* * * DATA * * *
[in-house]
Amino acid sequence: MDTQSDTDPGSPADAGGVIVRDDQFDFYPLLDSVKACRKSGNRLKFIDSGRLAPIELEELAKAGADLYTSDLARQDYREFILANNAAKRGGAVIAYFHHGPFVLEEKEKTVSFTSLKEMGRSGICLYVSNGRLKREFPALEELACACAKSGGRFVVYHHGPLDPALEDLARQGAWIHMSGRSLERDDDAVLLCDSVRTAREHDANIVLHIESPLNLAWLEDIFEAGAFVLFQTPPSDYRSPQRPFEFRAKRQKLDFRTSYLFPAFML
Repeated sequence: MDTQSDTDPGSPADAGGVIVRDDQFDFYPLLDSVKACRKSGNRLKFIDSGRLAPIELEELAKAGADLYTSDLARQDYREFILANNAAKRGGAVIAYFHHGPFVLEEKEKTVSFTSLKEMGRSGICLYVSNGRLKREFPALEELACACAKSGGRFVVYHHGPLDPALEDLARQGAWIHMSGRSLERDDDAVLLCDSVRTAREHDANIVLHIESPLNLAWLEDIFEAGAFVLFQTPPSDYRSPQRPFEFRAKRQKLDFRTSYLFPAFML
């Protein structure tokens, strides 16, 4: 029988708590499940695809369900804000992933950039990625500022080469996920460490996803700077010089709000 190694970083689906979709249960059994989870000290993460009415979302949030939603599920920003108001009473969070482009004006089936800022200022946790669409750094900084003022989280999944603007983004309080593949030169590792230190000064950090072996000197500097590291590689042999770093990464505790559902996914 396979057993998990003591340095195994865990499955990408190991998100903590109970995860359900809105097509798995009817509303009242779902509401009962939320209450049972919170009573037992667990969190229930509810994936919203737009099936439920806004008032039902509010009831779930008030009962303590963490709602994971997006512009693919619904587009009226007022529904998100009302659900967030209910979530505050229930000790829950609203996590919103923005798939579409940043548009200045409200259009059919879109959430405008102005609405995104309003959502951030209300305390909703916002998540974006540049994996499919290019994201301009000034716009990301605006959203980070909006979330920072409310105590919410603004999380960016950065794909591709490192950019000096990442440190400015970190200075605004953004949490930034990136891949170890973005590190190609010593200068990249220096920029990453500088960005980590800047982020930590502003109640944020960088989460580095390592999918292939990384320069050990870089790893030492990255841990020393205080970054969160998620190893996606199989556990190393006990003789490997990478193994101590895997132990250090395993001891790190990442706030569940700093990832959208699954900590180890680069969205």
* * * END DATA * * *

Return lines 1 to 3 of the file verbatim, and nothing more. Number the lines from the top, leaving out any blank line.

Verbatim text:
[in-house]
Amino acid sequence: MDTQSDTDPGSPADAGGVIVRDDQFDFYPLLDSVKACRKSGNRLKFIDSGRLAPIELEELAKAGADLYTSDLARQDYREFILANNAAKRGGAVIAYFHHGPFVLEEKEKTVSFTSLKEMGRSGICLYVSNGRLKREFPALEELACACAKSGGRFVVYHHGPLDPALEDLARQGAWIHMSGRSLERDDDAVLLCDSVRTAREHDANIVLHIESPLNLAWLEDIFEAGAFVLFQTPPSDYRSPQRPFEFRAKRQKLDFRTSYLFPAFML
Repeated sequence: MDTQSDTDPGSPADAGGVIVRDDQFDFYPLLDSVKACRKSGNRLKFIDSGRLAPIELEELAKAGADLYTSDLARQDYREFILANNAAKRGGAVIAYFHHGPFVLEEKEKTVSFTSLKEMGRSGICLYVSNGRLKREFPALEELACACAKSGGRFVVYHHGPLDPALEDLARQGAWIHMSGRSLERDDDAVLLCDSVRTAREHDANIVLHIESPLNLAWLEDIFEAGAFVLFQTPPSDYRSPQRPFEFRAKRQKLDFRTSYLFPAFML